Monday , 27 May 2019

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France: French proposal lead by former President and PM want changes in verses of Qur’an

On April 21, 300 prominent French figures, including former President Nicolas Sarkozy and former Prime Minister Manuel Valls signed a manifesto published in the French daily Le Parisien demanded some parts of the Qur’an, which they claimed have included violence and anti-Semitic references, be removed.French Muslims have condemned the manifesto saying they have “distorted” the Qur’an.

The manifesto generated an immediate outcry among Muslims in France and beyond, with critics labeling its usage of the phrase “low-volume ethnic cleansing” hyperbolic and accusing it of homogenizing all Muslims. Days after the manifesto’s release, 30 imams signed a counter-letter in Le Monde.

The Observatory for Islamophobia, an organization affiliated with the Egyptian government, described the manifesto as “hateful racism” that proves that “France is not a land that welcomes Islam.”

Tareq Oubrou, the prominent French imam who oversees the Grand Mosque of Bordeaux, called the characterization of the Qur’an “nearly blasphemous.” Viewing the scripture as anti-Semitic, he told me, is the falsified interpretation promoted by the very radicals France seeks to combat: “ignorant Muslims who remove texts from their historical context.”

Furthermore, the notion that anti-Semitism is built into Islam is “theologically false,” he added. As monotheistic “People of the Book,” Jews and Christians enjoy a special status in Islamic law.”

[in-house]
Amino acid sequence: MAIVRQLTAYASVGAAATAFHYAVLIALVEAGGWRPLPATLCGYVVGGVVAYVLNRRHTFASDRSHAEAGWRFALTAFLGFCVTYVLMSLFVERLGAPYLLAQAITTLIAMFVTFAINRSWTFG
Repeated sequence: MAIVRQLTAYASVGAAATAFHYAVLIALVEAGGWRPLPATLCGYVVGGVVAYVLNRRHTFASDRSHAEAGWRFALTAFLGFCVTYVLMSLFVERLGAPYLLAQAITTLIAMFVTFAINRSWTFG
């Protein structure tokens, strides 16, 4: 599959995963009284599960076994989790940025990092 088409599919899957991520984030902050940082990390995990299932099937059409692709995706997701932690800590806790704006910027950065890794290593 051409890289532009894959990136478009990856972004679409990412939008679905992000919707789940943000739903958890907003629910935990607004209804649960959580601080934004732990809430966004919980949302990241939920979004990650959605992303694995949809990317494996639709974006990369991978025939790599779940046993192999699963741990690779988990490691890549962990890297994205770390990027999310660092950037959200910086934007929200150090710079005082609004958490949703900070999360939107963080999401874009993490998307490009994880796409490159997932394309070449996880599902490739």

The Turkish Directorate of Religious Affairs slammed Monday a French proposal to remove some verses from the Qur’an, saying it is “out of line”.

The Directorate issued a written statement blasting the French proposal, which took the form of a manifesto signed by 300 French authors and politicians, saying that the signatories “are the Western versions of Daesh” terrorists, suggesting that they too have distorted Islam.

It said that certain groups in France had started a smear campaign against the holy book of Muslims, rejecting the call as “provocative”.

“It is disrespectful for the group, which adopts this understanding, to propose the removal of some verses from the Quran with an attitude that is out of line,” the statement said, stressing that misinterpreting the Qur’anic verses in a context-free manner cannot be approved, neither scientifically nor morally.

“According to the Qur’an, whatever his/her belief is, human life is valuable, untouchable, and the unjust killing of a human being is like killing all humans, and the survival of a human being is like keeping all the humankind alive.”

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